Virtual Reality

John Carmack, consulting technical director for Meta’s virtual reality efforts, is leaving

  • Carmack joined Oculus in 2013 as CTO, before it was acquired by Facebook.
  • He is a well-known and respected game designer, who took on a new consultancy position at Oculus in 2019.
  • Often outspokenly critical of Facebook’s progress in augmented reality/virtual reality, Carmack’s release note urged people to “fuck it”.

John Carmackthe consulting CTO of Meta‘s virtual reality efforts, is going away, according to two people familiar with the company.

His exit came on Friday, the people said. Carmack, who openly criticized Meta’s advances in AR and VR, central to his metaverse ambitions, posted on the company’s internal Workplace forum about his decision to leave.

“We built something pretty close to the right thing,” Carmack says in the note, seen by Insider. “The problem is our efficiency.”

Overall, Carmack said he was just “fighting tired” with Meta, formerly known as Facebook, which acquired Oculus in 2014. Despite being one of the best-known VR headsets and the most popular in the market, Meta changed the brand name last. year at Meta Quest. Oculus was founded by Palmer Luckey in 2012, with Carmack becoming its first CTO in 2013.

“I have my own startup to lead, but the fight is always winnable!” Carmack added in his note. “Maybe it’s actually possible to get there by just moving forward with current practices, but there’s a lot of room for improvement. Make better decisions and fill your products with ‘Give a Damn!’ “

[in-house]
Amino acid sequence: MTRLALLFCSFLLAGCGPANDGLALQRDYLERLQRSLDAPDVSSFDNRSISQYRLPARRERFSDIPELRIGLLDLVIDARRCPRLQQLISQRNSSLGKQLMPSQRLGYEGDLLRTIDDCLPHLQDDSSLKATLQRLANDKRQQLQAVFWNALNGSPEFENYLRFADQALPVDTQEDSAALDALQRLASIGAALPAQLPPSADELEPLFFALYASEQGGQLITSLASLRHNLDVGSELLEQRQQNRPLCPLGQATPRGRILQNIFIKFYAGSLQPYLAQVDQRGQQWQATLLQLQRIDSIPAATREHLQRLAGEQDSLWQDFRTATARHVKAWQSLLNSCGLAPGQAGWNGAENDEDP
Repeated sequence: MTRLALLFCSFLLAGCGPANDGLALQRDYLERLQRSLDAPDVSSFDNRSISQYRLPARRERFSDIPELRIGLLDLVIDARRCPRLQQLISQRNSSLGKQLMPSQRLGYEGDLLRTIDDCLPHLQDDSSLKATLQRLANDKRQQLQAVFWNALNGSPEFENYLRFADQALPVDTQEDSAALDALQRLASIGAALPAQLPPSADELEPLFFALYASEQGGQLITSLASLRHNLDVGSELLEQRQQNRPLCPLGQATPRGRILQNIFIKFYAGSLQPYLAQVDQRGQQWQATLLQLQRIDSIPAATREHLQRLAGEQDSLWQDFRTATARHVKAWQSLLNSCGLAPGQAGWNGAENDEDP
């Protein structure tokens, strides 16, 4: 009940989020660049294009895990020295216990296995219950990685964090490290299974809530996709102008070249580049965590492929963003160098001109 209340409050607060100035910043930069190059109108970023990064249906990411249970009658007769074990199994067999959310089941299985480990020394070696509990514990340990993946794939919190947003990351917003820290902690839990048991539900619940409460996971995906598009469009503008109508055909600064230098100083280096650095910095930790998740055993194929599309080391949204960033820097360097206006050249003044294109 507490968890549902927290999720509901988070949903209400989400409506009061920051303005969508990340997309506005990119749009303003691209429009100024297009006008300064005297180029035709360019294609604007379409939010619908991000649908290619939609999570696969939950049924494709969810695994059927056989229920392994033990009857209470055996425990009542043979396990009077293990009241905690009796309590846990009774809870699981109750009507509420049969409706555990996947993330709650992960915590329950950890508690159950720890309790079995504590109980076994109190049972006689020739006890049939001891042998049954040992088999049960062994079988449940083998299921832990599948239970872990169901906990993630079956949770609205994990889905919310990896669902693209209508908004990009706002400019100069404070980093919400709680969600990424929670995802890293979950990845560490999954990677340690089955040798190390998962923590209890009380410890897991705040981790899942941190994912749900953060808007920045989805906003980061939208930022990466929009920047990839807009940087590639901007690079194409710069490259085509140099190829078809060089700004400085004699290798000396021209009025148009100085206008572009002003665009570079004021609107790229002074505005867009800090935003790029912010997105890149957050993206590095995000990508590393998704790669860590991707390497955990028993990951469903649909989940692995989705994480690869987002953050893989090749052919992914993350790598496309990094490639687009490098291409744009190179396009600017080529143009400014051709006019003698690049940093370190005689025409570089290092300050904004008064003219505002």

A spokesperson for Meta did not immediately respond to a request for comment. Carmack founded Keen Technologies earlier this year and has focused on developing artificial intelligence technologies.

Carmack is one of the most respected names in video games, thanks in large part to his role in co-creating the pioneering “Doom” and “Quake” franchises. This cachet has helped make Carmack one of Meta’s most important ambassadors in selling its vision of virtual and augmented reality to gamers who are also one of its key demographics.

At Meta’s developer conference in October, Carmack hosted an hour-long solo talk on the company’s Oculus or Quest headset. He admitted he had a lot to do “cranky” about, such as the company’s rate of progress on technological advancements and core headset functionality. He said it was frustrating to hear from people inside Meta who found the Quest 2 headsets so unreliable that they refused to use them for work or test them for people outside the company. .

“It pains me to hear people say they don’t even take their headphones out to show the company because they know it will be a mess of loading and updating before they can do anything. cool,” Carmack told The Times. “VR should be fun to demo for your friends.”

Carmack said Meta made some improvements. On Friday, he wrote “Virtual reality can bring value to most people in the world, and no one is better placed to do so than Meta.”

Earlier this year, Carmack recognized that the $100 price increase for the Quest headset happened because the company’s free metaverse apps, from which Meta derives little revenue from in-app purchases, were more popular than its premium games.

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